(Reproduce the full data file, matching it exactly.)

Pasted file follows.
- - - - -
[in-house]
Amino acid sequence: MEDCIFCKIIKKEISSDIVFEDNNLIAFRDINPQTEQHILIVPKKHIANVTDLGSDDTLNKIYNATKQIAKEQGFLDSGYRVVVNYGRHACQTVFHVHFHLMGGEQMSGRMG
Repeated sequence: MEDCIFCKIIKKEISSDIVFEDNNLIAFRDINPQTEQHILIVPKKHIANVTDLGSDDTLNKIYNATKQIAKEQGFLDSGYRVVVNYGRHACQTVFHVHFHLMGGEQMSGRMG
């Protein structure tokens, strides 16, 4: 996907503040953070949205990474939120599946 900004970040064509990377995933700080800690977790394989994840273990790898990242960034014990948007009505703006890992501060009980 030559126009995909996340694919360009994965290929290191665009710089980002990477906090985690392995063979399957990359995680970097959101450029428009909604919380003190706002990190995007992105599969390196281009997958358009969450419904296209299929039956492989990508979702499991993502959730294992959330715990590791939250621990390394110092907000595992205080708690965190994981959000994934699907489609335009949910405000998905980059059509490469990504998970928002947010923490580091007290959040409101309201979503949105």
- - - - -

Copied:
[in-house]
Amino acid sequence: MEDCIFCKIIKKEISSDIVFEDNNLIAFRDINPQTEQHILIVPKKHIANVTDLGSDDTLNKIYNATKQIAKEQGFLDSGYRVVVNYGRHACQTVFHVHFHLMGGEQMSGRMG
Repeated sequence: MEDCIFCKIIKKEISSDIVFEDNNLIAFRDINPQTEQHILIVPKKHIANVTDLGSDDTLNKIYNATKQIAKEQGFLDSGYRVVVNYGRHACQTVFHVHFHLMGGEQMSGRMG
């Protein structure tokens, strides 16, 4: 996907503040953070949205990474939120599946 900004970040064509990377995933700080800690977790394989994840273990790898990242960034014990948007009505703006890992501060009980 030559126009995909996340694919360009994965290929290191665009710089980002990477906090985690392995063979399957990359995680970097959101450029428009909604919380003190706002990190995007992105599969390196281009997958358009969450419904296209299929039956492989990508979702499991993502959730294992959330715990590791939250621990390394110092907000595992205080708690965190994981959000994934699907489609335009949910405000998905980059059509490469990504998970928002947010923490580091007290959040409101309201979503949105």